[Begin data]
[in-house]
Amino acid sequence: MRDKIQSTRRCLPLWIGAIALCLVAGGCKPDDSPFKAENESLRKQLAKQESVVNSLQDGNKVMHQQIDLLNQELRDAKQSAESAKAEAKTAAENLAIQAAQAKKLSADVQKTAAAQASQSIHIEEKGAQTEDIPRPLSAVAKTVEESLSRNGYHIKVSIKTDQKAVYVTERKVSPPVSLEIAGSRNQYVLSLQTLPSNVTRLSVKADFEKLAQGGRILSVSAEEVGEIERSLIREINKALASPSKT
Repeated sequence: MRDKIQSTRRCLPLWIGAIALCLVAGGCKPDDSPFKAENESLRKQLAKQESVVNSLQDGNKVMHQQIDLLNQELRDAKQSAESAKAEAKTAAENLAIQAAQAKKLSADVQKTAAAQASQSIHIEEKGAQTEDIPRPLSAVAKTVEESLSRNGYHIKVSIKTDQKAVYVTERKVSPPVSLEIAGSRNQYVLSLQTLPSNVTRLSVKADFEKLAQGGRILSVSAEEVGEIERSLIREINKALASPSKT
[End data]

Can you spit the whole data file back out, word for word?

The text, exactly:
[in-house]
Amino acid sequence: MRDKIQSTRRCLPLWIGAIALCLVAGGCKPDDSPFKAENESLRKQLAKQESVVNSLQDGNKVMHQQIDLLNQELRDAKQSAESAKAEAKTAAENLAIQAAQAKKLSADVQKTAAAQASQSIHIEEKGAQTEDIPRPLSAVAKTVEESLSRNGYHIKVSIKTDQKAVYVTERKVSPPVSLEIAGSRNQYVLSLQTLPSNVTRLSVKADFEKLAQGGRILSVSAEEVGEIERSLIREINKALASPSKT
Repeated sequence: MRDKIQSTRRCLPLWIGAIALCLVAGGCKPDDSPFKAENESLRKQLAKQESVVNSLQDGNKVMHQQIDLLNQELRDAKQSAESAKAEAKTAAENLAIQAAQAKKLSADVQKTAAAQASQSIHIEEKGAQTEDIPRPLSAVAKTVEESLSRNGYHIKVSIKTDQKAVYVTERKVSPPVSLEIAGSRNQYVLSLQTLPSNVTRLSVKADFEKLAQGGRILSVSAEEVGEIERSLIREINKALASPSKT